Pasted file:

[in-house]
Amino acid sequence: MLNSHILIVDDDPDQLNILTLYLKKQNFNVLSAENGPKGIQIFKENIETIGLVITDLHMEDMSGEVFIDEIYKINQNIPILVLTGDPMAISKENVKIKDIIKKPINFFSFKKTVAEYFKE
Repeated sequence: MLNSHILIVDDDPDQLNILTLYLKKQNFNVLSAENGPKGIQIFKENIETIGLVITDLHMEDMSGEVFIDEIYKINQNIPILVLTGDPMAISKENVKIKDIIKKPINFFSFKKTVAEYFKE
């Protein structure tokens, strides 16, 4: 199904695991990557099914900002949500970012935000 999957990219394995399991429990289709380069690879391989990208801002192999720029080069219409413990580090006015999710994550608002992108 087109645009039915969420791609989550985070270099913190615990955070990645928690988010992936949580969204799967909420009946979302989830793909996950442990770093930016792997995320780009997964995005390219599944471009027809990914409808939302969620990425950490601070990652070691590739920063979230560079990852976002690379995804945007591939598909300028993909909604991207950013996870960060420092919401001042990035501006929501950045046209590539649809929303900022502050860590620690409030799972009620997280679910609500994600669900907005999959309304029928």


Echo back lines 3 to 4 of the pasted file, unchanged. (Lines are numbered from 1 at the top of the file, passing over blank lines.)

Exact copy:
Repeated sequence: MLNSHILIVDDDPDQLNILTLYLKKQNFNVLSAENGPKGIQIFKENIETIGLVITDLHMEDMSGEVFIDEIYKINQNIPILVLTGDPMAISKENVKIKDIIKKPINFFSFKKTVAEYFKE
């Protein structure tokens, strides 16, 4: 199904695991990557099914900002949500970012935000 999957990219394995399991429990289709380069690879391989990208801002192999720029080069219409413990580090006015999710994550608002992108 087109645009039915969420791609989550985070270099913190615990955070990645928690988010992936949580969204799967909420009946979302989830793909996950442990770093930016792997995320780009997964995005390219599944471009027809990914409808939302969620990425950490601070990652070691590739920063979230560079990852976002690379995804945007591939598909300028993909909604991207950013996870960060420092919401001042990035501006929501950045046209590539649809929303900022502050860590620690409030799972009620997280679910609500994600669900907005999959309304029928």